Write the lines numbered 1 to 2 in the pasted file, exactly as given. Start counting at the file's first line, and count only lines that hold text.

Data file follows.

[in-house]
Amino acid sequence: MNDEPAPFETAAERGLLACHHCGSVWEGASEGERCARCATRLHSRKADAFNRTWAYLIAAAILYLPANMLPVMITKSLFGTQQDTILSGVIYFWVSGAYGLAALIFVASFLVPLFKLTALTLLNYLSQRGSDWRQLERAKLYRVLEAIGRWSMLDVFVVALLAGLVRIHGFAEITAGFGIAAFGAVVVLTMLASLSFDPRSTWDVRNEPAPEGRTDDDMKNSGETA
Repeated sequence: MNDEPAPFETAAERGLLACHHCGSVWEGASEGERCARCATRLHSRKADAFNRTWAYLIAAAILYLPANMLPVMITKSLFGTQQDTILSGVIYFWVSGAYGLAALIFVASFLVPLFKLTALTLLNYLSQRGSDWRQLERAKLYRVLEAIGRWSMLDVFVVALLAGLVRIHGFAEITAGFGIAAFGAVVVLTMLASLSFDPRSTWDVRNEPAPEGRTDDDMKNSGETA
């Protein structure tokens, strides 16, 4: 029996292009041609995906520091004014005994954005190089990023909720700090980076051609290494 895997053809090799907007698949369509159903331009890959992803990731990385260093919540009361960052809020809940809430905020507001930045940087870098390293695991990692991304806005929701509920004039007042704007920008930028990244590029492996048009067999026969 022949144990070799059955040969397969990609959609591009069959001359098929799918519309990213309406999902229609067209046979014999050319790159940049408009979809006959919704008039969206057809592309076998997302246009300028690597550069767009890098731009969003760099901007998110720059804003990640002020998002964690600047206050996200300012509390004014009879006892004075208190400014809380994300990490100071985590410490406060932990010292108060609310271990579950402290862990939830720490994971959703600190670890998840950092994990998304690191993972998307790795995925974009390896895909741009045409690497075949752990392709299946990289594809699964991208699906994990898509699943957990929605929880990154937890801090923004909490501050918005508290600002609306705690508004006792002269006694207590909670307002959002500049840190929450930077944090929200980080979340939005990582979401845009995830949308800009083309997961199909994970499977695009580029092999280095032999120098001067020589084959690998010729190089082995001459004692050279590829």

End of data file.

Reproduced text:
[in-house]
Amino acid sequence: MNDEPAPFETAAERGLLACHHCGSVWEGASEGERCARCATRLHSRKADAFNRTWAYLIAAAILYLPANMLPVMITKSLFGTQQDTILSGVIYFWVSGAYGLAALIFVASFLVPLFKLTALTLLNYLSQRGSDWRQLERAKLYRVLEAIGRWSMLDVFVVALLAGLVRIHGFAEITAGFGIAAFGAVVVLTMLASLSFDPRSTWDVRNEPAPEGRTDDDMKNSGETA